The Triumph & Tragedy in History theme is complex and requires you to view history through multiple perspectives. Can one person’s triumph be another’s tragedy? Can the same person or group suffer from tragedy and triumph at the same time? How does one ultimately triumph after tragedy? Can triumph lead to tragedy?
As you craft a title, think about how you might address the theme in the subtitle. Any topic may have several possible ways to use the theme. Here are some examples:
•The Winter of Valley Forge: Triumph and Tragedy in the Continental Army
• The Missouri Compromise: Unable to Hold Off the Tragedy of the Civil War
• Salem Witch Trials: Triumph of Unreason and Human Tragedy
• Posthumous Portraiture: Creating Artistic Triumph out of Tragedy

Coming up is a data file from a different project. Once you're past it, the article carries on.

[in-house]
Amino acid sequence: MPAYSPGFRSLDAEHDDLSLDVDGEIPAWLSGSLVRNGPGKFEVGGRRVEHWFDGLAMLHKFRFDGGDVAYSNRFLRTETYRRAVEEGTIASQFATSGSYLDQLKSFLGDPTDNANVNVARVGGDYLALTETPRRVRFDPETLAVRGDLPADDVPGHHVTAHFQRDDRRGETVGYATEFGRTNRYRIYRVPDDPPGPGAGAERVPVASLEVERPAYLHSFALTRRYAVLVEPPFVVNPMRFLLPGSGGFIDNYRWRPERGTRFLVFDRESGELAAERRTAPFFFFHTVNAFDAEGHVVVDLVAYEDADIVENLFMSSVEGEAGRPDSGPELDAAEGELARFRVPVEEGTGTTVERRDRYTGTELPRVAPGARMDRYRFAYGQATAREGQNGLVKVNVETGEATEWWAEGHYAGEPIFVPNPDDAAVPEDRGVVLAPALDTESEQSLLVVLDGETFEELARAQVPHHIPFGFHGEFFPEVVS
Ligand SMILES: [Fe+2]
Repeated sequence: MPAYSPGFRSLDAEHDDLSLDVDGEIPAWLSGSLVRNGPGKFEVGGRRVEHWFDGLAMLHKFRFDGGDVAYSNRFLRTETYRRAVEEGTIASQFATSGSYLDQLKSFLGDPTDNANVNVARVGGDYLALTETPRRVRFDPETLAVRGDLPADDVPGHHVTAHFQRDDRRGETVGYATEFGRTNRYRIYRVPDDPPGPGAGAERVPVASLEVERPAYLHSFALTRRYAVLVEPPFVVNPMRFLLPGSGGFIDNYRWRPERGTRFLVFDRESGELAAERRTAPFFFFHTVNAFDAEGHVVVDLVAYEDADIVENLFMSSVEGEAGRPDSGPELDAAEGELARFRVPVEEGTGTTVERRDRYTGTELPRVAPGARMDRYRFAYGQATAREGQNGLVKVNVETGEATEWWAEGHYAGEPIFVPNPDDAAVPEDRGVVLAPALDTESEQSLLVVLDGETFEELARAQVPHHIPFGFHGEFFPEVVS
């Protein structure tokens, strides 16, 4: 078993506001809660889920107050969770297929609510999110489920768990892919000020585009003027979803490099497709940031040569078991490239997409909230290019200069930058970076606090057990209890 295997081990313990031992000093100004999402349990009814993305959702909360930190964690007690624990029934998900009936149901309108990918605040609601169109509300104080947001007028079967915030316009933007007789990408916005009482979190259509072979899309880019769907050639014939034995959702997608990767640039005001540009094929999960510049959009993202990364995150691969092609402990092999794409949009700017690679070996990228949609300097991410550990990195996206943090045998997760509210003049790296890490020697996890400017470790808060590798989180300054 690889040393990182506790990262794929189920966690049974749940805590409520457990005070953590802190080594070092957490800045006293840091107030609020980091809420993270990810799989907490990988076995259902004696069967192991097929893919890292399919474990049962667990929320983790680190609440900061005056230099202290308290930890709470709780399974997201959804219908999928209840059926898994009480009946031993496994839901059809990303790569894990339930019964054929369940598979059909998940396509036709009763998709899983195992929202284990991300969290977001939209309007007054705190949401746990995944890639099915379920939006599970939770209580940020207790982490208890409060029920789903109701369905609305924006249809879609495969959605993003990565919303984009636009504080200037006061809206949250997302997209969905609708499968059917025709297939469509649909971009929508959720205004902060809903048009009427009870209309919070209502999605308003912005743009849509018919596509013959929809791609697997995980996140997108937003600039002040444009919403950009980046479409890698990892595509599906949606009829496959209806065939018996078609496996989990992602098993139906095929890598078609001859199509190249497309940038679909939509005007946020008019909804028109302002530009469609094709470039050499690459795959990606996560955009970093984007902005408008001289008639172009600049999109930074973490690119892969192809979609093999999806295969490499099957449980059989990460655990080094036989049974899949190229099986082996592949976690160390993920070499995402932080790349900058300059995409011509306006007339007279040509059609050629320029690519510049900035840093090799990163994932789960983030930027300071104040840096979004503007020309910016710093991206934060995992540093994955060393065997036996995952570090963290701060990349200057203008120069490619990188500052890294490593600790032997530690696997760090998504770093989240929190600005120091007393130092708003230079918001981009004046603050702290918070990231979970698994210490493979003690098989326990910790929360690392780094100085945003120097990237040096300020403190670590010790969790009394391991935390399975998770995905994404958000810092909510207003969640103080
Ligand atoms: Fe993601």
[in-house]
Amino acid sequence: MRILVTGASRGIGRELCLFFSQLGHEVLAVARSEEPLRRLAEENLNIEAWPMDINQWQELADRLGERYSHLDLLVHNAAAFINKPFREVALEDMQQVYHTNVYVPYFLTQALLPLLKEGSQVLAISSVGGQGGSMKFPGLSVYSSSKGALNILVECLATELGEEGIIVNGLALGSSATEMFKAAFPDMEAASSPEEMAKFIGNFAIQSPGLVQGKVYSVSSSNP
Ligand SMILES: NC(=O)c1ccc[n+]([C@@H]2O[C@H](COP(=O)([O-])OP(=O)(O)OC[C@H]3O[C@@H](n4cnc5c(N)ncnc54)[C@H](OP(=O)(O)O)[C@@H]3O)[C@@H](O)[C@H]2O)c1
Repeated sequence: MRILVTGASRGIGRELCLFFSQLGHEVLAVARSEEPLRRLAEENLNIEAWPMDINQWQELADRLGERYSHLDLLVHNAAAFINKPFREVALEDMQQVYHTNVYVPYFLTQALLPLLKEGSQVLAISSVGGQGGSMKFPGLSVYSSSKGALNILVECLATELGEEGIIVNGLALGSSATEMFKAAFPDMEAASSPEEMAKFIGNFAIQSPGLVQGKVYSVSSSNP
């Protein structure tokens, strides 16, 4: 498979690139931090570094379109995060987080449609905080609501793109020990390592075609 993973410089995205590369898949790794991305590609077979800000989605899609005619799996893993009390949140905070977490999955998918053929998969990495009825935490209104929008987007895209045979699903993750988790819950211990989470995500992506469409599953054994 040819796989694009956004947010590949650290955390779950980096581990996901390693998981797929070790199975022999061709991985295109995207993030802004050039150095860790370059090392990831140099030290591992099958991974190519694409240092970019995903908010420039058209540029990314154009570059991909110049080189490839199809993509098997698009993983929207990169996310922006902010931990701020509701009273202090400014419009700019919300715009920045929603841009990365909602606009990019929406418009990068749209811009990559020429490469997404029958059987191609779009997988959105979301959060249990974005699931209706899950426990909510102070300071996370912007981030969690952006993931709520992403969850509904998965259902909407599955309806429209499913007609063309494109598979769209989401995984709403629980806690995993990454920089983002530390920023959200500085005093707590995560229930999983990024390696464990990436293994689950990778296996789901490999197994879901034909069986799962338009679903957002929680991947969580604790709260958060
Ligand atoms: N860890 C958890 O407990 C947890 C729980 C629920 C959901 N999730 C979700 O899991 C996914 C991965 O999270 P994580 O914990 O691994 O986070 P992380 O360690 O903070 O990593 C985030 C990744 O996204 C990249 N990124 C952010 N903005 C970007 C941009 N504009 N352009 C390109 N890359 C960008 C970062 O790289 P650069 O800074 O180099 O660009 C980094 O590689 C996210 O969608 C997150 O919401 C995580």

• The First Battle of Bull Run: Anticipated Union Triumph Leads to Tragedy
• Hudson River Valley School: Triumph of Nature
• The Triumphs and Tragedies of the Transcontinental Railroad
• D-Day: Triumph Despite Tragedy
• Ford Motor Company’s Assembly Line: A Triumph for Capitalism
• Banning of DDT: Exposing Environmental Tragedy Leads to Legal Triumph
• Loving v. Virginia: Tragedy of Time, Triumph of Love
• Rerouting the Chicago River: An Engineering Triumph
• The Creation of the Atomic Bomb: Scientific Triumph or Human Tragedy?
• Abstract Expressionism: American Artistic Triumph
• Impressment of Sailors: An American Tragedy?
• The Tragedy of McCarthyism
• Little Rock Nine: Triumph and Tragedy of Integration
• Reconstruction: Tragedy Follows Triumph